Slowly — but painlessly!

This beautiful stairway in Puerto Vallarta, Mexico (March 2004) reminds me to enjoy the climb!

“By taking steps so tiny that they seem trivial or even laughable, you’ll sail calmly past obstacles that have defeated you before. Slowly – but painlessly! – you’ll cultivate an appetite for continued success and lay down a permanent new route to change.”
 Robert Maurer

Often despair is the result of feeling totally overwhelmed by misfortune. Or, less dramatically, procrastination is the result of feeling overwhelmed by a task. I’ve found it helps tremendously to apply a process that Matt’s occupational therapists used to call “task analysis.” Basically, it means breaking a task or situation down into very small, almost unnoticeable steps and pinpointing where difficulties arise, working on them one by one.

When I was in graduate school full time, I had to juggle the meal preparation, housework and other demands of caring for two kids in grade school, along with all the medical and educational needs of our younger son. Every semester when I would attend the first day of classes and get the syllabus for each class, I would panic and think there was absolutely no way on earth I would get through this semester. Then I would come home, print out four month-at-a-glance calendar pages on my dot matrix printer (that’s how long ago this was) and take every assignment in each syllabus and break it down into tiny steps, penciling them in on each month’s page. I would then plan my menus for the next four months according to what I had to do that day for school, and then fit in Matt’s special education meetings, cardiology appointments and so on.

There was something reassuring about proving to myself on paper that it really wasn’t impossible to get through the coming weeks. In fact, it was fairly painless and I ended up enjoying school as much as I’ve ever enjoyed anything that demanding.  I learned to anticipate the feeling of panic at the beginning of each semester and accept that some anxiety was an inevitable part of the process. Then I’d just print out my blank calendar pages and break it all down. Having the steps clearly plotted, I was able to relax and enjoy life in Hawaii despite all the challenges.

When we are not so overwhelmed, we can see the beauty of the staircase and even enjoy the climb. If you are feeling overwhelmed by life, I hope you will be able to take a deep  breath and design your own steps, going at your own pace and enjoying as much as you can along the way.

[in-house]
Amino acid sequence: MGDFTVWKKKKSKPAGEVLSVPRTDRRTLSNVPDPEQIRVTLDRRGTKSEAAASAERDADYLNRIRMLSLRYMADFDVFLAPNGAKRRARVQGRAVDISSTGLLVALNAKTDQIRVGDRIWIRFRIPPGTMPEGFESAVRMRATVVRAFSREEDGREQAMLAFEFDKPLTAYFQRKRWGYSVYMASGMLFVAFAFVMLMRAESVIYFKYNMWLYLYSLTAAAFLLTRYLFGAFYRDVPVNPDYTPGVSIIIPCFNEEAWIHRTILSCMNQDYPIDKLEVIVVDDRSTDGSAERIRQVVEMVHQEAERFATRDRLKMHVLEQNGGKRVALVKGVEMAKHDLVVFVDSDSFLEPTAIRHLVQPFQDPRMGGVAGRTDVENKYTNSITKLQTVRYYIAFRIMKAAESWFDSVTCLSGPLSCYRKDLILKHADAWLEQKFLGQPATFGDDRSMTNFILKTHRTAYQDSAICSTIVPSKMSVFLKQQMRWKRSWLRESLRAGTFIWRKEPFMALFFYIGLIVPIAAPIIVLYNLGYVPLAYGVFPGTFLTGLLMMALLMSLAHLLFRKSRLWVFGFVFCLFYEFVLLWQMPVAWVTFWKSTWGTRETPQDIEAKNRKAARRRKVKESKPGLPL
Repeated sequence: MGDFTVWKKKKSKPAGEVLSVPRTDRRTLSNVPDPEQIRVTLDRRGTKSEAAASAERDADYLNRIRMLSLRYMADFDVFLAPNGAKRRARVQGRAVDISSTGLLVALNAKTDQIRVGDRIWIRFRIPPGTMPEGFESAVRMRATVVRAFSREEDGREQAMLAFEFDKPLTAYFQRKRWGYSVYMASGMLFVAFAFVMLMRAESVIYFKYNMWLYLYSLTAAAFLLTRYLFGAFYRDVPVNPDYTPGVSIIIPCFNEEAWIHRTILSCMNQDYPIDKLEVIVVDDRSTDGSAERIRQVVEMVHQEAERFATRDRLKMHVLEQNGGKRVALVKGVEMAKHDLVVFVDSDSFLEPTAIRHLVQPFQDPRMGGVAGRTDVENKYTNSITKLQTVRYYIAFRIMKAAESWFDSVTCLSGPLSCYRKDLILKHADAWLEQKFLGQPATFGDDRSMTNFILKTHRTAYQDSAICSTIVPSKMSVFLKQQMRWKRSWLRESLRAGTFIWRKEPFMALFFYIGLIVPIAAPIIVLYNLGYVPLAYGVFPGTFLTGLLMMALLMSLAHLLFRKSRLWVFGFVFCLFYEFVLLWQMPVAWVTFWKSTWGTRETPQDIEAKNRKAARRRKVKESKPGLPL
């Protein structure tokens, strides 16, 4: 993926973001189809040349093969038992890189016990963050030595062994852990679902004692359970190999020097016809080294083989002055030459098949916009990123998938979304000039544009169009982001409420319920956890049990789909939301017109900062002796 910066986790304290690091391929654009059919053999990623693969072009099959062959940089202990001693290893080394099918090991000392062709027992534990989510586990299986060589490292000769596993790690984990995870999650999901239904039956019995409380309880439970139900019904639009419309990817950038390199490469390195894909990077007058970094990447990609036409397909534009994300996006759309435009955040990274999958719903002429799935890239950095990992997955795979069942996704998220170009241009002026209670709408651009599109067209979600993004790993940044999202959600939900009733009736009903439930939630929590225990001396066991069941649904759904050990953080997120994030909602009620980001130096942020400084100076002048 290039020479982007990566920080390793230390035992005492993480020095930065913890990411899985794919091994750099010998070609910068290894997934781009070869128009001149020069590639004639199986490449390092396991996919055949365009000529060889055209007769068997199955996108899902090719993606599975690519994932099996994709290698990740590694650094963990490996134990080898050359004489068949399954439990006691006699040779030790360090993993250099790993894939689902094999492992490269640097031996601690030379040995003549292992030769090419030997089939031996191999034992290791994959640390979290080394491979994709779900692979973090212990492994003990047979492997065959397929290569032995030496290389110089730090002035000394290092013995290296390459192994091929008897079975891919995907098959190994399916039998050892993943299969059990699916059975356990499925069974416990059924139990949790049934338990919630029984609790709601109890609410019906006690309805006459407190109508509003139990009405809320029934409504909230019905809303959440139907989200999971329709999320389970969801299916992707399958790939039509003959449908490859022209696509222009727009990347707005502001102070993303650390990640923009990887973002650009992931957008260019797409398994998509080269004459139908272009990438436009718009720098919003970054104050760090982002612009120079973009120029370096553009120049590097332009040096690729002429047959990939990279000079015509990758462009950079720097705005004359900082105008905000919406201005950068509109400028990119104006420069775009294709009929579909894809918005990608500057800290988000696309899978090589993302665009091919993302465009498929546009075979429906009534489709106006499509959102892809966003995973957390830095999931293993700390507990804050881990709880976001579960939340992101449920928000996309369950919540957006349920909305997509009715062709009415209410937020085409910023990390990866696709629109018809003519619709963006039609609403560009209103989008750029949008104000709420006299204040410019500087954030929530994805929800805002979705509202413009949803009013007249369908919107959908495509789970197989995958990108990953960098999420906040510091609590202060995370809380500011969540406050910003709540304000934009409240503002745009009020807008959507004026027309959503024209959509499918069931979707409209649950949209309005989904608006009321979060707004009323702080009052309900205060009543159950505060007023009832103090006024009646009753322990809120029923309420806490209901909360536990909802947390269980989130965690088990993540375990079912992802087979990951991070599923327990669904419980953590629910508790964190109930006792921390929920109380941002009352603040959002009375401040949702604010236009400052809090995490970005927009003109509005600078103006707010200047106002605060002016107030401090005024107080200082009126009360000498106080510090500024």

This post was originally published seven years ago today. The original post, comments and photo are linked, along with two other related posts, below. These links to related posts, and their thumbnail photos, do not appear in the blog feed; they are only visible when viewing the individual posts by clicking on each one. I have no idea why, nor do I know how they choose the related posts. That’s just the way WordPress does things.


  1. Good morning, Julia!
    Thank you for this concept of Task Analysis. The key may be in formatting the analysis into something that works for that overwhelmed person. Several years ago, I made a Gantt chart type plan for home repairs, so that Patrick might have a clear vision of what projects needed to be done when he wasn’t working. It didn’t work at all. I held off on trying the calendar method, since missed tasks wouldn’t necessarily be easy to find, but would be necessary prior to upcoming tasks. I’ll need to sit down with him and figure out what might work, as he is currently not working again.

    • Susan, for me it works best when I used what Matt’s therapists called “acute task analysis” – teensy, weensy steps. Sometimes we don’t realize how complex, neurologically speaking, some “simple” tasks really are, because for some, they are easy and second nature. Not so for others. But often, what task analysis accomplishes is a form of negotiating us into doing something we simply don’t want to do. With anything I don’t love doing, I pretty much have to give myself permission to do just a little at at time– e.g., vacuum only one room, or just a few steps, and come back to it later. This is especially valuable when it’s a boring chore that makes too much noise to be able to listen to a book on tape while doing it! 🙂 I saw a really funny COVID meme that said something to the effect of “being shut in showed me that being too busy to do housework wasn’t really the reason why I wasn’t doing it.” 😀 😀 😀

  2. Susan

    Julia, that’s impressive, and encouraging! I like variety and have a short attention span (adult ADD), so I prefer to do a little bit of a lot of things through a day, unlike my husband, who likes to focus and do fewer things more in-depth for a longer period at a time. My challenge is to keep at each item daily so that things don’t drag out too long. (And I saw that housework meme too and laughed out loud!)

    • Your husband sounds like Jeff. His ability to focus and get things done always amazed me. He could shut out exterior noises (and presumably interior ones too) and give single-minded attention to what needed to be done. I often said that if they had used such diagnostic labels when I was a child, I probably would have been called ADD. I once heard a useful distinction from a professional who helped me with Matt. He said there was a difference between having a short or no attention span, vs. being easily distracted. He said the first tends to pay little attention to anything for very long, whereas the second paid attention to EVERYTHING and had a hard time staying focused because the distractions were so hard to ignore. I think I would fall into the latter category, since almost everything interests me. The reason I have to take things in small bites is sometimes due to my having so many other things competing for my attention and time. That’s my story and I’m sticking to it. 😀 😀 😀 .

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